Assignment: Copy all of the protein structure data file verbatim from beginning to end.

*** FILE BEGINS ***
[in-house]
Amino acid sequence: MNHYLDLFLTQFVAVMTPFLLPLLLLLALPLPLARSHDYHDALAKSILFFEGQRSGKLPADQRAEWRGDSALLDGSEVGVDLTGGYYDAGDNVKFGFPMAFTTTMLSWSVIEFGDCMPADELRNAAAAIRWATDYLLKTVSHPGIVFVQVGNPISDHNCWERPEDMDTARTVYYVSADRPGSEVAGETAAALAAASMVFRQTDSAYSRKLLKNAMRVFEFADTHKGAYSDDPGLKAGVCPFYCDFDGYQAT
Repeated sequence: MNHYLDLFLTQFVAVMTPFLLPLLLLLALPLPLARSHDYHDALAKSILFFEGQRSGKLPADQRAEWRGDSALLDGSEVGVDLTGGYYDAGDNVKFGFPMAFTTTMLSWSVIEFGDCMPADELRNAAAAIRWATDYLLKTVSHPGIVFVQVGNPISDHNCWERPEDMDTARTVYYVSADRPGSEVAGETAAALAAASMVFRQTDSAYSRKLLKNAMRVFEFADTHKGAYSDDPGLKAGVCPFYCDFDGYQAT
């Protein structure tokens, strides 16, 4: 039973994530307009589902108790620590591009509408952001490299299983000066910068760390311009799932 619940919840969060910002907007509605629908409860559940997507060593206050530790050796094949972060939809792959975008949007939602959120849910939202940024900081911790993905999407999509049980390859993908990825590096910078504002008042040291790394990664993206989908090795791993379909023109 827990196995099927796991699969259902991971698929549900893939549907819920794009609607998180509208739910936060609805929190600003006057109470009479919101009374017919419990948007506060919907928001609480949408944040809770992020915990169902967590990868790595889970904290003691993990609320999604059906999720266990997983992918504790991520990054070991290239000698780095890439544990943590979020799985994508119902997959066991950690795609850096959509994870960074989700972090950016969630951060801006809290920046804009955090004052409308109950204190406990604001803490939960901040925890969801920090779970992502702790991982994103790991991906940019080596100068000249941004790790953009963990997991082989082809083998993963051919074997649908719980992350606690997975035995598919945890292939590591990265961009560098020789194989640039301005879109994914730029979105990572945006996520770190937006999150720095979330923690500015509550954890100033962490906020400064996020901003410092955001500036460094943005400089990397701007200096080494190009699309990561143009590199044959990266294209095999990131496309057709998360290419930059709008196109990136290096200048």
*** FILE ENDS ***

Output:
[in-house]
Amino acid sequence: MNHYLDLFLTQFVAVMTPFLLPLLLLLALPLPLARSHDYHDALAKSILFFEGQRSGKLPADQRAEWRGDSALLDGSEVGVDLTGGYYDAGDNVKFGFPMAFTTTMLSWSVIEFGDCMPADELRNAAAAIRWATDYLLKTVSHPGIVFVQVGNPISDHNCWERPEDMDTARTVYYVSADRPGSEVAGETAAALAAASMVFRQTDSAYSRKLLKNAMRVFEFADTHKGAYSDDPGLKAGVCPFYCDFDGYQAT
Repeated sequence: MNHYLDLFLTQFVAVMTPFLLPLLLLLALPLPLARSHDYHDALAKSILFFEGQRSGKLPADQRAEWRGDSALLDGSEVGVDLTGGYYDAGDNVKFGFPMAFTTTMLSWSVIEFGDCMPADELRNAAAAIRWATDYLLKTVSHPGIVFVQVGNPISDHNCWERPEDMDTARTVYYVSADRPGSEVAGETAAALAAASMVFRQTDSAYSRKLLKNAMRVFEFADTHKGAYSDDPGLKAGVCPFYCDFDGYQAT
């Protein structure tokens, strides 16, 4: 039973994530307009589902108790620590591009509408952001490299299983000066910068760390311009799932 619940919840969060910002907007509605629908409860559940997507060593206050530790050796094949972060939809792959975008949007939602959120849910939202940024900081911790993905999407999509049980390859993908990825590096910078504002008042040291790394990664993206989908090795791993379909023109 827990196995099927796991699969259902991971698929549900893939549907819920794009609607998180509208739910936060609805929190600003006057109470009479919101009374017919419990948007506060919907928001609480949408944040809770992020915990169902967590990868790595889970904290003691993990609320999604059906999720266990997983992918504790991520990054070991290239000698780095890439544990943590979020799985994508119902997959066991950690795609850096959509994870960074989700972090950016969630951060801006809290920046804009955090004052409308109950204190406990604001803490939960901040925890969801920090779970992502702790991982994103790991991906940019080596100068000249941004790790953009963990997991082989082809083998993963051919074997649908719980992350606690997975035995598919945890292939590591990265961009560098020789194989640039301005879109994914730029979105990572945006996520770190937006999150720095979330923690500015509550954890100033962490906020400064996020901003410092955001500036460094943005400089990397701007200096080494190009699309990561143009590199044959990266294209095999990131496309057709998360290419930059709008196109990136290096200048």